‘Participation’ has become ubiquitous in debates around development policy and practice, resulting in many scholars and practitioners querying its merits. In a day-long workshop held at Royal Holloway, participants reflected on the potential of ‘participation’ to move beyond tokenism or tyranny, to be part of processes of social transformation and greater social justice.
The workshop was part of a programme of exchange between the Department of Geography and Erasmus partner University of Bonn, with Prof Sabine Tröger as a visiting staff member. It was co-hosted by the RHUL ICT4D Centre and the Politics, Development and Sustainability Group and discussed participatory approaches in community and international development work. Participants included researchers, practitioners and students.
There were four presentations in the morning, followed by discussion: Sabine Tröger critically examined the power relations in participatory processes with Ethiopian pastoralists; Jay Mistry from the EU Cobra Project discussed the challenges of doing participatory film work with indigenous groups in the Amazon; Naomi Shoba reflected on the participatory work with young people that Ovalhouse Theatre do, specifically on engaging with emotion in participatory theatre practice; Dorothea Kleine from the ESRC Food Futures 2.0 project reflected on the different roles of facilitator and expert in participatory work on sustainable consumption.
The afternoon was then spent in un-conference style themed small group discussion. A number of key themes emerged:
Participatory approaches are useful in ensuring that research is more relevant to the local community and supports positive social change. However, there are different perceptions of what participation is, e.g. some funders/development agencies consider community consultation enough, while others seek community decision-making. Participatory methods are not “neutral” activities but one step in a change process and there is no such thing as a “neutral researcher”.
‘Doing’ participatory research/ practice is time consuming for all and requires significant reflexivity, particularly in relation to how pre-existing forms of power can be reinforced, often unintentionally. This can relate to who participates and who is excluded, but also how different tools, instruments and approaches influence participatory processes and outcomes. Power is often not only held by the powerful, but also accepted by those subject to that power.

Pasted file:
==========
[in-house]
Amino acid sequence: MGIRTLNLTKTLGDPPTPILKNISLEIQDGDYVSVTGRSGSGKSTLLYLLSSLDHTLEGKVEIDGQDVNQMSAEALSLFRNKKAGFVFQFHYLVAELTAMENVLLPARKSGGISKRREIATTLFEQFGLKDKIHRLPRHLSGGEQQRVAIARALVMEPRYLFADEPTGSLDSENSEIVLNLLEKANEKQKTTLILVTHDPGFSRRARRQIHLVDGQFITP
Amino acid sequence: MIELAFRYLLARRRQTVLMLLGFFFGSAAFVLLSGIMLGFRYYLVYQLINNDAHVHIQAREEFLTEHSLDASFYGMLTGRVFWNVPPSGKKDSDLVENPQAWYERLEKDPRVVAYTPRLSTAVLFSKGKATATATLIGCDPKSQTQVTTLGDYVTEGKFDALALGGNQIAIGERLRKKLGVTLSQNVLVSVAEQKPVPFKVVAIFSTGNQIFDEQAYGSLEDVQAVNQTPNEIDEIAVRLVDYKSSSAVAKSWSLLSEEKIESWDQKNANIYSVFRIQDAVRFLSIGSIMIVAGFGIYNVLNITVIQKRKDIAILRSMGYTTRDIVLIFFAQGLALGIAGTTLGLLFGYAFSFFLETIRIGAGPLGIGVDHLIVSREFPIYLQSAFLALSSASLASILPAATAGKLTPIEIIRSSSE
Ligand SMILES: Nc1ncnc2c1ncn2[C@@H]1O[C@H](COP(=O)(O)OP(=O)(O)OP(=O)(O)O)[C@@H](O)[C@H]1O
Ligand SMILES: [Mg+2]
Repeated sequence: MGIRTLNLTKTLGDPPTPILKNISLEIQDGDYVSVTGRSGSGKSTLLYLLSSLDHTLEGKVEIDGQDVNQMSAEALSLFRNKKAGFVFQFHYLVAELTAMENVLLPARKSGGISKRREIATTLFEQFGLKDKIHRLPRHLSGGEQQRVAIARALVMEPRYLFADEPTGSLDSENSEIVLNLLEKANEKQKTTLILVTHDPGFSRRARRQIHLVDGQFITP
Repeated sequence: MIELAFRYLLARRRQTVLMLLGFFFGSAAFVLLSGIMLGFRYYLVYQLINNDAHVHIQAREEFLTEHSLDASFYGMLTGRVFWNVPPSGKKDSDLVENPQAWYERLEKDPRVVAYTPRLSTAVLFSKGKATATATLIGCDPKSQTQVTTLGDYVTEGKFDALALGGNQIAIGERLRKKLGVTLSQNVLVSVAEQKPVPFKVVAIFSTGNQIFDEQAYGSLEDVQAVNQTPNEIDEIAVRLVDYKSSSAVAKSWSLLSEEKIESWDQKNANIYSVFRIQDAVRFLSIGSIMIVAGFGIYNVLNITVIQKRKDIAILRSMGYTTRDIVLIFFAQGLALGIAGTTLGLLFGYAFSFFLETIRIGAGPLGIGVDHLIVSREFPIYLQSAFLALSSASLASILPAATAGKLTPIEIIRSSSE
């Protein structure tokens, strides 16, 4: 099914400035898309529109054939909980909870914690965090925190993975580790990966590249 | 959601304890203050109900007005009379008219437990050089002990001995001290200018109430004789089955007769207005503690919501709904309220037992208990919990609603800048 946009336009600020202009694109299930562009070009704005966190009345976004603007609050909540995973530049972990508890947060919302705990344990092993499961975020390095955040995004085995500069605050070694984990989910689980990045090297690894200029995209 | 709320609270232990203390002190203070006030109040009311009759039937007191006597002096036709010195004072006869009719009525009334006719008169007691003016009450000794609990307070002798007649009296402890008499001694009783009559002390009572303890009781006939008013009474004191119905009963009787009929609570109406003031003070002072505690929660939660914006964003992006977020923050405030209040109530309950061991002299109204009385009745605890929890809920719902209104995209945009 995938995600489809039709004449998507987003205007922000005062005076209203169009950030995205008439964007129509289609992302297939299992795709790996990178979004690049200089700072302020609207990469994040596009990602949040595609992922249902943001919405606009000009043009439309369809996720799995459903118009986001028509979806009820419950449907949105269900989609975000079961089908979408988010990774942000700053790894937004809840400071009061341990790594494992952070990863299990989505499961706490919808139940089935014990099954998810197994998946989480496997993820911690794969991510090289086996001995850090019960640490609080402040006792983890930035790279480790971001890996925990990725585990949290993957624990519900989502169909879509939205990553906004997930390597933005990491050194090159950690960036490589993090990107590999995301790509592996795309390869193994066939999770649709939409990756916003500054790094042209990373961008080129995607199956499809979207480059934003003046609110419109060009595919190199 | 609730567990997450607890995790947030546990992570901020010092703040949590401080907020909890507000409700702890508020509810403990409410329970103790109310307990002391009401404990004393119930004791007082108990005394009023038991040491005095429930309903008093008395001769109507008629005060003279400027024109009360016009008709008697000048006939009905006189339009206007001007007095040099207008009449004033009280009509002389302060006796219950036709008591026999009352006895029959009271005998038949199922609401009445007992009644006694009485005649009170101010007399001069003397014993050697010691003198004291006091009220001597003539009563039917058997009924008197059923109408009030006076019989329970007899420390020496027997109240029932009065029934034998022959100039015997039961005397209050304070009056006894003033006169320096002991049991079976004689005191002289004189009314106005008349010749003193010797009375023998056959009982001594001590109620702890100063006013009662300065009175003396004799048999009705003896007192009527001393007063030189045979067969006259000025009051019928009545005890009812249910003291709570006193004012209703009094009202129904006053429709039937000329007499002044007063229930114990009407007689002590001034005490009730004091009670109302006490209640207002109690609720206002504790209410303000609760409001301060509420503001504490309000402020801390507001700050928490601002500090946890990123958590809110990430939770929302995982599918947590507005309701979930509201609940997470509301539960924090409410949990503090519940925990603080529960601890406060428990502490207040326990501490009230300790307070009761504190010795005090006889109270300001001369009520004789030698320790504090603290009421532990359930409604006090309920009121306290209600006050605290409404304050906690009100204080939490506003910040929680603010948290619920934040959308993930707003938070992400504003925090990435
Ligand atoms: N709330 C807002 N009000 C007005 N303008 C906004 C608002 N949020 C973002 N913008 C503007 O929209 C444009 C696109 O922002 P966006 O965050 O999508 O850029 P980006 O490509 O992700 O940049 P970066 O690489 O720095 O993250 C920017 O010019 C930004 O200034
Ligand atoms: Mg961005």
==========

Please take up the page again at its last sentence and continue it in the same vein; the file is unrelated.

In terms of facilitation, there are benefits and downsides to being perceived as an “outsider” to the community. It is important to consider the role of the researcher as facilitator and how this chimes or conflicts with local perspectives on change. What “language” should the facilitator of participation processes use?
On issues like gender sensitivity or other forms of divisions that might exist within communities, it is better to be informed about situations that are specific to the community you’re handling and devise ways of working around existing conditions and not against them (unless this is a conscious decision). For example, divide men and women/ adults and children into different groups so that each group can express their views with a lot more ease. Working in a team, and possibly mixed teams with male and female researchers, may help access the different perspectives of men and women more easily.
Working in a team can also help less experienced researchers/practitioners learn from more experienced researchers/practitioners and can support motivation throughout a long research process. However, many communities are familiar with participatory methods which can result in participation fatigue or apathy. The researcher/practitioner using participatory approaches should consider project sustainability and what will be left behind – many communities are apathetic about supposed participatory exercises because they have not resulted in any positive outcomes in the past.
Finally, and very importantly, using participatory approaches in research and practice is an ongoing learning process and sharing experiences and reflecting on them is a vital element of building our own and others’ capacity.
It was useful to see real life examples and to be able to interact with researchers who admitted to not having all the answers. I enjoyed seeing how the approaches to participation are still evolving and that all researchers, including me, can too contribute our lessons to the overall school of thought. The workshop challenged ideals that I wasn’t entirely aware I held.
(MSc Practising Sustainable Development/ICT4D Masters student Chisenga Muyoga from Zambia)
I really enjoyed hearing about the use of participatory methods in various research projects, learning about the challenges the researchers faced and how they overcame these issues to conduct their research. After the presentations, we had group discussions on topics such as gender issues in participatory research and the role of the facilitator, which allowed us to ask more in-depth questions about participatory research experience. We had a really good discussion about gender (in)equality in research, comparing the gender issues faced by researchers in different parts of the world. Attending this workshop was really insightful and I feel confident about using participatory research methods for my dissertation.
(MSc Sustainability & Management student Elisabeth Kingdom from the UK)
Contributors to this blogpost: Dorothea Kleine, Benjamin Mroczkowski, Chizitere Ojiaka, Gemma Pearson, Sabine Tröger and Ku-Wai Wang.